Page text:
That summer morning: humid, bright, and busy. The girls rush around doing homework, digging out plimsolls, and searching for lunch boxes for raisins, cucumber, and tubs of yoghurt – packed lunches.
It arrived in the morning post, bundled with bills, catalogues, and fast-food flyers. The postmark was antipodean, and the franking skew, with surreal images of exotic birds with bright feathers and yellow beady eyes.
It started out crisp, a standard five by eight, pure white virginity in fold. Photographs of my mother, a note, and a small cellophane wrap; transparent and sealed at the ends, the content of grey powder clinging to plastic by long-distance static.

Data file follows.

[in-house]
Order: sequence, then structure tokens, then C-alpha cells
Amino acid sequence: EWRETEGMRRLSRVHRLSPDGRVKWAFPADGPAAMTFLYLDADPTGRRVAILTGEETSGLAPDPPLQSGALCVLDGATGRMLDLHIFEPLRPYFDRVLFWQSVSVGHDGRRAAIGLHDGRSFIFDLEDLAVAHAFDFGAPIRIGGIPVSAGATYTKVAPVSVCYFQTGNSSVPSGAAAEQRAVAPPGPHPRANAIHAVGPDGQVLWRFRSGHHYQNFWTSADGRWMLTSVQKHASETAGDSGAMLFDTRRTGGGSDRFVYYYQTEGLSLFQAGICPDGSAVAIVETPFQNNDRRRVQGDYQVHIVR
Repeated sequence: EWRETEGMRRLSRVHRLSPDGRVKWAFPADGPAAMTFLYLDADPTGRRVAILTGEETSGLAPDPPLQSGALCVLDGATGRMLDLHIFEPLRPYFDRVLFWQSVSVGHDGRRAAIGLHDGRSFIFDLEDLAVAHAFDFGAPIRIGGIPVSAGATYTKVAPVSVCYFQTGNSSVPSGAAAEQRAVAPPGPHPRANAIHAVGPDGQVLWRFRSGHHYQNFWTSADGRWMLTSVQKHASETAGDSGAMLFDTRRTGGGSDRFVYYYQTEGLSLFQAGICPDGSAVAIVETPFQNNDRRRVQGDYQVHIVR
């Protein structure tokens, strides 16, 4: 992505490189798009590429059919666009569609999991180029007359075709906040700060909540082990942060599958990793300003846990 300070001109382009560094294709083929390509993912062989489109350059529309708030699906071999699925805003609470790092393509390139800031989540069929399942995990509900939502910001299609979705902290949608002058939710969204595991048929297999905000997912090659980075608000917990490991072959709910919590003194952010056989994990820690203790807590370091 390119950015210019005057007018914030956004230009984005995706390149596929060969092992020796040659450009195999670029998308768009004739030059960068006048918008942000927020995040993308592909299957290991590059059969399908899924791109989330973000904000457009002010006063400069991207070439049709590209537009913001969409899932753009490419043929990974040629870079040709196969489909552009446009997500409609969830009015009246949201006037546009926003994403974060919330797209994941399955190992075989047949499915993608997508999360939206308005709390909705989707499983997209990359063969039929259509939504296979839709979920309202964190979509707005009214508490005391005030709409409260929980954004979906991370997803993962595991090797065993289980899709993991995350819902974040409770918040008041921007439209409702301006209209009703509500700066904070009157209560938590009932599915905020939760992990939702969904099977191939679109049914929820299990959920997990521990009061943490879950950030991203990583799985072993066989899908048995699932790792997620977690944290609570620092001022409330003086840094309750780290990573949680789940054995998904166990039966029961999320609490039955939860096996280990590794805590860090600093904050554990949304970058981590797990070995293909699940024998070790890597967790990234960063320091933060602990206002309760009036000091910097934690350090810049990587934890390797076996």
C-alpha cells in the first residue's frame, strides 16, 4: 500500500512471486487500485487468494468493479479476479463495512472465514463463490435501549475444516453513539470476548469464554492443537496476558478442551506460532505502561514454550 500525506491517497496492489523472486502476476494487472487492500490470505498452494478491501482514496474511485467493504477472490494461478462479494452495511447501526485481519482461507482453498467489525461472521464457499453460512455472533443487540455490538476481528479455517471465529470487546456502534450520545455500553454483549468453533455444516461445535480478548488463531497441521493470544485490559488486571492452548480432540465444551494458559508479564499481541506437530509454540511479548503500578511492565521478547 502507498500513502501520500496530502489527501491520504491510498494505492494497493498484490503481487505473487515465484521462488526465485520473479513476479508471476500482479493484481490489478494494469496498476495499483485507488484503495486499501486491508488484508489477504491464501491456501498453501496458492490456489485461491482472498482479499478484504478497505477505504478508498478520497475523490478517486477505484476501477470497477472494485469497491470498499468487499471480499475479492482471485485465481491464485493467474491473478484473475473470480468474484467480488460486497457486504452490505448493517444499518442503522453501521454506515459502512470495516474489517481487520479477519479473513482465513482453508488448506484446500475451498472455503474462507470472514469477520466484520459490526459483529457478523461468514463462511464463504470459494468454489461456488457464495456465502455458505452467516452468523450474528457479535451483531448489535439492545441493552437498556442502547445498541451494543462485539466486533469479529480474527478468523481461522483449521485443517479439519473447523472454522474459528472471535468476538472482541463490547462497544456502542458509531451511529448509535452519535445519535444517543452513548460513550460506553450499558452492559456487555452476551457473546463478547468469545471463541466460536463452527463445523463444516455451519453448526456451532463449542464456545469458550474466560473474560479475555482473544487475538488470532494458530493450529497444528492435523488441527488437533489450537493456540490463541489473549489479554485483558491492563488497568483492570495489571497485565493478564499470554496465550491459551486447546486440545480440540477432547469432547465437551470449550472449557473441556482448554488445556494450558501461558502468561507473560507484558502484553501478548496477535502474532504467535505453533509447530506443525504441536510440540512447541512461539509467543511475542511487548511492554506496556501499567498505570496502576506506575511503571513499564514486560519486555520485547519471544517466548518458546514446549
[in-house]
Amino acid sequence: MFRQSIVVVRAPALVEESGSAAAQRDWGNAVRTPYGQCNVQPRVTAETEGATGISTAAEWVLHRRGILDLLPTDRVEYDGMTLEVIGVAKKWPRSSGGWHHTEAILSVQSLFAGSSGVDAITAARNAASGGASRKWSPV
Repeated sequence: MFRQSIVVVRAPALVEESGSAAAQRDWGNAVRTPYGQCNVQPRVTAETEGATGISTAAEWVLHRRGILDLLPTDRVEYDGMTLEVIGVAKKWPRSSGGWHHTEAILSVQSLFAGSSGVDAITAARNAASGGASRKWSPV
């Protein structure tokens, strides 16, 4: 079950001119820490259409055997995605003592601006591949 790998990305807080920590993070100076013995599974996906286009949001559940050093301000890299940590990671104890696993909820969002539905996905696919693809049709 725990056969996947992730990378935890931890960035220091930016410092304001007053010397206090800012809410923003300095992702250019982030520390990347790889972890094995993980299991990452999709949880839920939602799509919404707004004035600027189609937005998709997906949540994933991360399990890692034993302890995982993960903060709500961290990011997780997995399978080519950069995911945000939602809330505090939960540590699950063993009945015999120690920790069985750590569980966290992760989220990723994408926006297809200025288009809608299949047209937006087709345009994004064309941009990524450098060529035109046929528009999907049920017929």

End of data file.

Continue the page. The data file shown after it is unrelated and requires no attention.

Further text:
The note detailed his love, her beauty, and his sadness at the end.
I wept as I held the wrap, a tenth of my mother in powder, the remains of her ashes already scattered in the sea, my father alone sending love and best wishes.
standing in the hall,
thinking of her smile and warmth,
heart aching, sadness.